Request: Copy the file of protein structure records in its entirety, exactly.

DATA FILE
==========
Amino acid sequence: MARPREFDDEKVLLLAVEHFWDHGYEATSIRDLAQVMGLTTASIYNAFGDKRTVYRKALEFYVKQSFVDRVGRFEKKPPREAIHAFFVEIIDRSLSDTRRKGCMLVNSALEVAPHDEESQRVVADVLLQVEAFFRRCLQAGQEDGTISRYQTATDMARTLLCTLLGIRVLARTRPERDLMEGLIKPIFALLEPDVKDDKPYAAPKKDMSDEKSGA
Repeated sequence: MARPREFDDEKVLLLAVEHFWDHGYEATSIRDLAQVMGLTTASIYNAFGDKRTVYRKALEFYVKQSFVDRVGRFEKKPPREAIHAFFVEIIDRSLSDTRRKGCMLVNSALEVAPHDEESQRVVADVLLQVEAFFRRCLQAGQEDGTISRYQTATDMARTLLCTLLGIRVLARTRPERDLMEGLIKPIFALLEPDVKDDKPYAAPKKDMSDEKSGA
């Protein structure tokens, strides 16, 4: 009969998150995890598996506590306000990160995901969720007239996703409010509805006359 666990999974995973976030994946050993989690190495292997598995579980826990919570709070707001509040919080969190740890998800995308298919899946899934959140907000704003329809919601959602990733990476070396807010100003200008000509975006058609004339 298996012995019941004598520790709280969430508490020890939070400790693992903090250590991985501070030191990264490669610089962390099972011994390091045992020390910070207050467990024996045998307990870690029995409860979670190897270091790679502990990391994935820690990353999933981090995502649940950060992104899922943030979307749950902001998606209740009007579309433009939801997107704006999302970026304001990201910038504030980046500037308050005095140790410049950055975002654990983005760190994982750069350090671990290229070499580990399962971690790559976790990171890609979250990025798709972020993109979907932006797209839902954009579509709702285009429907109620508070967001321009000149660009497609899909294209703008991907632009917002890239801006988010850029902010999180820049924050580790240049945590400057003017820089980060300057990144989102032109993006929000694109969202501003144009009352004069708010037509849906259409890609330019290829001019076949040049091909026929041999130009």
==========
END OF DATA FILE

Amino acid sequence: MARPREFDDEKVLLLAVEHFWDHGYEATSIRDLAQVMGLTTASIYNAFGDKRTVYRKALEFYVKQSFVDRVGRFEKKPPREAIHAFFVEIIDRSLSDTRRKGCMLVNSALEVAPHDEESQRVVADVLLQVEAFFRRCLQAGQEDGTISRYQTATDMARTLLCTLLGIRVLARTRPERDLMEGLIKPIFALLEPDVKDDKPYAAPKKDMSDEKSGA
Repeated sequence: MARPREFDDEKVLLLAVEHFWDHGYEATSIRDLAQVMGLTTASIYNAFGDKRTVYRKALEFYVKQSFVDRVGRFEKKPPREAIHAFFVEIIDRSLSDTRRKGCMLVNSALEVAPHDEESQRVVADVLLQVEAFFRRCLQAGQEDGTISRYQTATDMARTLLCTLLGIRVLARTRPERDLMEGLIKPIFALLEPDVKDDKPYAAPKKDMSDEKSGA
């Protein structure tokens, strides 16, 4: 009969998150995890598996506590306000990160995901969720007239996703409010509805006359 666990999974995973976030994946050993989690190495292997598995579980826990919570709070707001509040919080969190740890998800995308298919899946899934959140907000704003329809919601959602990733990476070396807010100003200008000509975006058609004339 298996012995019941004598520790709280969430508490020890939070400790693992903090250590991985501070030191990264490669610089962390099972011994390091045992020390910070207050467990024996045998307990870690029995409860979670190897270091790679502990990391994935820690990353999933981090995502649940950060992104899922943030979307749950902001998606209740009007579309433009939801997107704006999302970026304001990201910038504030980046500037308050005095140790410049950055975002654990983005760190994982750069350090671990290229070499580990399962971690790559976790990171890609979250990025798709972020993109979907932006797209839902954009579509709702285009429907109620508070967001321009000149660009497609899909294209703008991907632009917002890239801006988010850029902010999180820049924050580790240049945590400057003017820089980060300057990144989102032109993006929000694109969202501003144009009352004069708010037509849906259409890609330019290829001019076949040049091909026929041999130009």